Second Honduran congressman charged in U.S. with drug traffic…

NEW YORK (Reuters) – U.S. prosecutors on Tuesday announced criminal charges against Midence Oqueli Martinez Turcios, a Honduran congressman, accusing him of conspiring to import cocaine into the United States as a member of the Cachiros drug trafficking organization.

Martinez Turcios is the second Honduran congressman, and the latest in a series of current and former officials of the Central American country, to be indicted on drug trafficking charges in New York federal court.

Prosecutors also announced related charges against three other people, including Arnaldo Urbina Soto, a former mayor of the city of Yoro.

The defendants, who are not in custody, could not immediately be reached for comment. Authorities said they would seek their extradition to the United States.

Prosecutors said that from 2004 to 2014, Martinez Turcios and Urbina Soto leant their support to multiple drug trafficking organizations in Honduras as they moved hundred-kilogram loads of cocaine through the country from Venezuela, Colombia and elsewhere.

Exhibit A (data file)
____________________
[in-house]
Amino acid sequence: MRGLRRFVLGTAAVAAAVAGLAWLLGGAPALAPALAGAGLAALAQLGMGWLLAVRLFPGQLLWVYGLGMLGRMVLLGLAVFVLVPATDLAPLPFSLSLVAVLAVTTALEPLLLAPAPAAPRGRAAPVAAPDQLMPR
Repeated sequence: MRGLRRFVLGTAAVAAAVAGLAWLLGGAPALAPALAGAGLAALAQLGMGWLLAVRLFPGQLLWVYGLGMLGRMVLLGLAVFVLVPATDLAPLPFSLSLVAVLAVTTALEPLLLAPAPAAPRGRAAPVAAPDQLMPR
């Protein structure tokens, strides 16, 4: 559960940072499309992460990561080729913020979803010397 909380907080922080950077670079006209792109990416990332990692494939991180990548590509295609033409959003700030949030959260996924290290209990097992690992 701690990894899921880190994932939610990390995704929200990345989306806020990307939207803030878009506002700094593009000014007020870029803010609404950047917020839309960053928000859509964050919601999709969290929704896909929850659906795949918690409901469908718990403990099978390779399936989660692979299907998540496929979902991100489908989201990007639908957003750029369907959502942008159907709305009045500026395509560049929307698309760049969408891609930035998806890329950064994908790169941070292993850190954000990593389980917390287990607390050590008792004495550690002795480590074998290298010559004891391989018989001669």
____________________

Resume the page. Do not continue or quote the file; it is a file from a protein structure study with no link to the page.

They said Martinez Turcios belonged to the Cachiros, and received more than $1 million in bribes from leaders of the organization. They said he personally escorted cocaine shipments for the group and took part in weapons training for paid assassins the Cachiros recruited from the gang MS-13.

Prosecutors also said that Urbina Soto and two others helped oversee the transport of illicit drugs.

Martinez Turcios, 57, and Urbina Soto, 37, could face life in prison if they are convicted of the most serious charges, prosecutors said.

The new charges come about six months after U.S. prosecutors charged another Honduran congressman, Fredy Renan Najera Montoya, with conspiring to import cocaine. He is not in U.S. custody.

Several other prominent Hondurans have been charged in the United States with involvement in drug trafficking.

Fabio Lobo was arrested in a Drug Enforcement Administration sting in 2015, pleaded guilty to conspiring to import cocaine into the United States and was sentenced to 24 years in prison in September.

Yankel Rosenthal, who served as minister of investment under current President Juan Orlando Hernandez, was sentenced to two years and five months in prison in January after he pleaded guilty to attempting to launder drug proceeds on behalf of a Honduran lawyer.

Rosenthal’s cousin, Yani Rosenthal, was previously sentenced to three years, and his father, former Honduran Vice President Jaime Rosenthal, was charged but remains at large.

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